In this study, individuallevel predictor model (with −2 Log Likelihood value of 969.7091 and 4 df) compared against the full model (with −2 Log Likelihood value of 886.97871 and 15 df). By subtracting, the difference (969.7091 and 886.97871) is 55.9 and this value showed statistically significant with (15–4) = 9 df, so the full model leads to prediction that is significantly better than chance.
Ethical consideration
Ethical approval of the study was obtained from the Faculty of Medicine at Addis Ababa University, and the Ethiopian Ministry of Science and Technology. Individual informed consent was obtained from adults, and from the parents or guardians of children aged less than 18 years. In addition, minors gave verbal assent. Blood specimens were collected as recommended using an alcohol swab and disposable blood lancets by trained staff
Results
Characteristics of study participants
Overall, 19,207 individuals were sampled in six surveys (median and interquartile range value of three). Most of the participants were 15 years old and above with a mean (±SD) age of 20.5 (±17.2), and the range was between one month and 99 years. Above half (51.3%) of the participants were females. A total of 3,416 participants were included in the baseline survey conducted during OctoberNovember 2008. In the consecutive five followup visits, there were 3,205 (JanuaryFebruary 2009), 3,227 (JuneJuly 2009), 3,210 (OctoberNovember 2009), 3,127 (JanuaryFebruary 2010), and 3,022 (June 2010) participants sampled (Figure
The number of study participants in baseline and followup surveys, Butajira area, Ethiopia, 2008–2010
The number of study participants in baseline and followup surveys, Butajira area, Ethiopia, 2008–2010.
A recent study estimated 0.93% (178 of 19,207) of the participants had malaria infection. Most of the infections were due to
Factors
Total examined, n
Positive, n (%)
ChiSquare
Total
19,207
178 (0.93)
Age category
70.8
<0.001
<5
3,042
54 (1.77)
59
3,513
59 (1.68)
1014
2,702
20 (0.74)
≥15
9,942
45 (0.45)
Gender
3.4
0.06
Male
9,347
99 (1.06)
Female
9,852
79 (0.80)
Total
738
44 (6.00)
Wealth status
70.0
<0.001
Lowest
6,379
111 (1.74)
Middle
6,419
40 (0.62)
Higher
6,401
27 (0.42)
House status
39.0
<0.001
Dilapidated
3,195
21 (0.66)
Holes
4,844
81 (1.67)
Good
11,160
76 (0.68)
Altitudinal strata
106.5
<0.001
1,8001,899 m
5,547
107 (1.93)
1,9001,999 m
2,034
29 (1.43)
2,0002,300 m
11,618
42 (0.36)
Seasons
86.5
<0.001
OctoberNovember 2008
3,416
20 (0.58)
January.February 2009
3,205
11 (0.34)
JuneJuly 2009
3,227
27 (0.84)
OctoberNovember 2009
3,210
72 (2.24)
January.February 2010
3,127
35 (1.11)
June 2010
3,022
13 (0.43)
Univariate analyses
In the univariate logistic regression, children aged below five years (unadjusted OR= 3.71), children aged five to nine years (unadj. OR= 3.40), low altitude (unadj. OR= 5.12), midlevel altitude (unadj. OR= 3.63) and houses with holes (unadj. OR= 1.57) had increased risk of having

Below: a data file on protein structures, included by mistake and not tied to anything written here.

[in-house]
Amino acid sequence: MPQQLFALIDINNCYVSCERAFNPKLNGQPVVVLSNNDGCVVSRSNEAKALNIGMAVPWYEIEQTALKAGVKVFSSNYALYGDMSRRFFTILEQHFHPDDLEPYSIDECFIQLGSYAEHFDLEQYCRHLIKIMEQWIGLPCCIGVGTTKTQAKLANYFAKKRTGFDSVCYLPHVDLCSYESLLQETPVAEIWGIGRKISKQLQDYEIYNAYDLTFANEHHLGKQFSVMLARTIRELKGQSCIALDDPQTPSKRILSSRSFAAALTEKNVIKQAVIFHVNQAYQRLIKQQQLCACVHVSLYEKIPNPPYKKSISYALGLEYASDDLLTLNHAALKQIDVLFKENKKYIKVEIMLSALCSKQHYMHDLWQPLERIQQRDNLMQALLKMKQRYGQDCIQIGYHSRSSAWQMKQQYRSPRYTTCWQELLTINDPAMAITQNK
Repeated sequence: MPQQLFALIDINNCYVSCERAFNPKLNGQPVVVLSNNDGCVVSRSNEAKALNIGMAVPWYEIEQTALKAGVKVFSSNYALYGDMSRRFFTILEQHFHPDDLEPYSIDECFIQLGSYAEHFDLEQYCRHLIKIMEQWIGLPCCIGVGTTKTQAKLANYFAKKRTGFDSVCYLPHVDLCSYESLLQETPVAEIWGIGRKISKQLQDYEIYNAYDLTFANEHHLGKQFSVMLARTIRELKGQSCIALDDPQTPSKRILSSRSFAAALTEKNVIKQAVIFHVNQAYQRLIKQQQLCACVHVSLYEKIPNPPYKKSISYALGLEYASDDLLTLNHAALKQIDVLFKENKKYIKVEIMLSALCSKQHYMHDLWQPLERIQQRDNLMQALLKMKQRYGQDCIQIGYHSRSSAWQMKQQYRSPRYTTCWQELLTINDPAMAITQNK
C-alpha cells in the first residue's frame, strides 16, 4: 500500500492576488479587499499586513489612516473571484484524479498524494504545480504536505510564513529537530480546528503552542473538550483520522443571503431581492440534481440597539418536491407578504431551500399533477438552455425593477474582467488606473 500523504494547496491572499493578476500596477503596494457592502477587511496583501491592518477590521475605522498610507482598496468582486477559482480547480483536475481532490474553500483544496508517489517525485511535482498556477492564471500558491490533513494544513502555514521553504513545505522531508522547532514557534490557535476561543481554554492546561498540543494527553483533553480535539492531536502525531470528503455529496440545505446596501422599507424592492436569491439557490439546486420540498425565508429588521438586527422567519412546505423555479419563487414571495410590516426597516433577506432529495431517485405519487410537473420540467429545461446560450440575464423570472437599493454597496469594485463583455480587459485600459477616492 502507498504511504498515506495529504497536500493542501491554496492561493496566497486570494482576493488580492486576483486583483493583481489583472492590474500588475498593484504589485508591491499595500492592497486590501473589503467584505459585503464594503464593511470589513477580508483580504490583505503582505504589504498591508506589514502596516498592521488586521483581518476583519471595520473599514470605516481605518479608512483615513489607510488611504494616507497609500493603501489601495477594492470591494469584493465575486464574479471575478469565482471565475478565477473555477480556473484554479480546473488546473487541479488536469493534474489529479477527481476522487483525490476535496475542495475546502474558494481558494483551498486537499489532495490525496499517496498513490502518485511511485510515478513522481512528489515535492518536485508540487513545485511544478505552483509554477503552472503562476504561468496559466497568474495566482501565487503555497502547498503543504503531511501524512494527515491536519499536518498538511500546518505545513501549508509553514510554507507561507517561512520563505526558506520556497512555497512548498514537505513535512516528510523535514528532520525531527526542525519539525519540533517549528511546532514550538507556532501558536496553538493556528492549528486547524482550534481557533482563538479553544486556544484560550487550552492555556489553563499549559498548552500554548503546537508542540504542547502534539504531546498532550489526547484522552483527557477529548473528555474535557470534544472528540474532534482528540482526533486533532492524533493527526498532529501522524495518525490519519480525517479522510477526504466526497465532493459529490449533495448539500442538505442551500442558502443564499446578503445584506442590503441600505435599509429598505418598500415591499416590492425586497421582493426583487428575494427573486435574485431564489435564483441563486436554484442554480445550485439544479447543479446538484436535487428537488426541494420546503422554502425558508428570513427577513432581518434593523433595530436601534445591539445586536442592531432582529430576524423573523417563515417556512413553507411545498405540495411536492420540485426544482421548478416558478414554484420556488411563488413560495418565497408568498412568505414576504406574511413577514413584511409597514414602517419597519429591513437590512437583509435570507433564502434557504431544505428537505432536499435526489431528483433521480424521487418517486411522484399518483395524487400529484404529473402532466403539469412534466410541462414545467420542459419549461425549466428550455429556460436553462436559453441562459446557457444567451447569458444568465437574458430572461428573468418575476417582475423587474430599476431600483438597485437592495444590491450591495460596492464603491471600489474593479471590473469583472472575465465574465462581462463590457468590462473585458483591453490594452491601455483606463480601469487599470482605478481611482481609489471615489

Fixedeffects
Unadj. OR (95% CI)
Adj. OR (95% CI)
*
Age groups
<5
3.71 (2.495.52)**
3.62 (2.435. 40)**
59
3.40 (2.305.02)**
3.39 (2.305.01)**
1014
1.48 (0.872.51)
1.49 (0.882.53)
Gender
Male
1.33 (0.991.79)
1.24 (0.921.67)
Altitudinal strata
1,8001,899 m
5.12 (3.297.98)**
5.22 (2. 67–10.22)**
IOR80%
(3.747.24)
1,9001,999 m
3. 63 (2.026.52)**
3.80 (2.096.91)**
IOR80%
(2.725.26)
Wealth group
Lowest
2.02 (1.033.94)
0.75 (0.371.53)
Middle
1.32 (0.782.22)
1.00 (0.591.69)
House status
Dilapidated
1.00 (0.601.66)
1.00 (0.601.67)
Holes
1.57 (1.112.22)*
1.59 (1.122.26)*
IOR80%
(1.142.22)
Seasons
OctoberNovember 2008
7.95 (3.9416.01)**
7.84 (3.8915.81)**
IOR80%
(5.6410.91)
January.February 2009
2.35 (1.055.25)*
2.33 (1.045.21)*
IOR80%
(1.683.16)
JuneJuly 2009
3.76 (1.947.30)**
3.83 (1.977.43)**
IOR80%
(2.745.31)
OctoberNovember 2009
7.68 (4.2513.88)**
7.71 (4.2613.93)**
IOR80%
(5.5310.70)
January.February 2010
2.93 (1.545.54)*
3.05 (1.615.77)*
IOR80%
(2.184.22)
Parameters/Models
Empty [95%CI] (SE)
Individualpredictor [95%CI] (SE)
Final [95%CI] (SE)
Fixedeffects
Village intercept
0.81 [0.491.31] (0.25)
0.11 [0.060.18] (0.28)
0.01 [0.0060.03] (0.37)
Village intercept variance
0.80 [0.322.01] (0.21)
0. 71 [0.281.82] (0.34)
0.034 [0.0020.615] (0.05)
Random effects
ICC (%)
19.5
17.7
1.0
MOR
2.34 (0.21)
2.23 (0.34)
1.19 (0.05)
PCV (%)

11.2
95.7
Multivariate, multilevel models
Multilevel logistic regression of the fixed effects showed that age, altitudinal location, house status, and seasons were related to higher risk of malaria infection. These variables had about twofold to eightfold increase in prevalence of malaria. Furthermore, among these variables, OctoberNovember survey seasons of both during 2008 and 2009 were strongly associated with increased prevalence of malaria infection (Table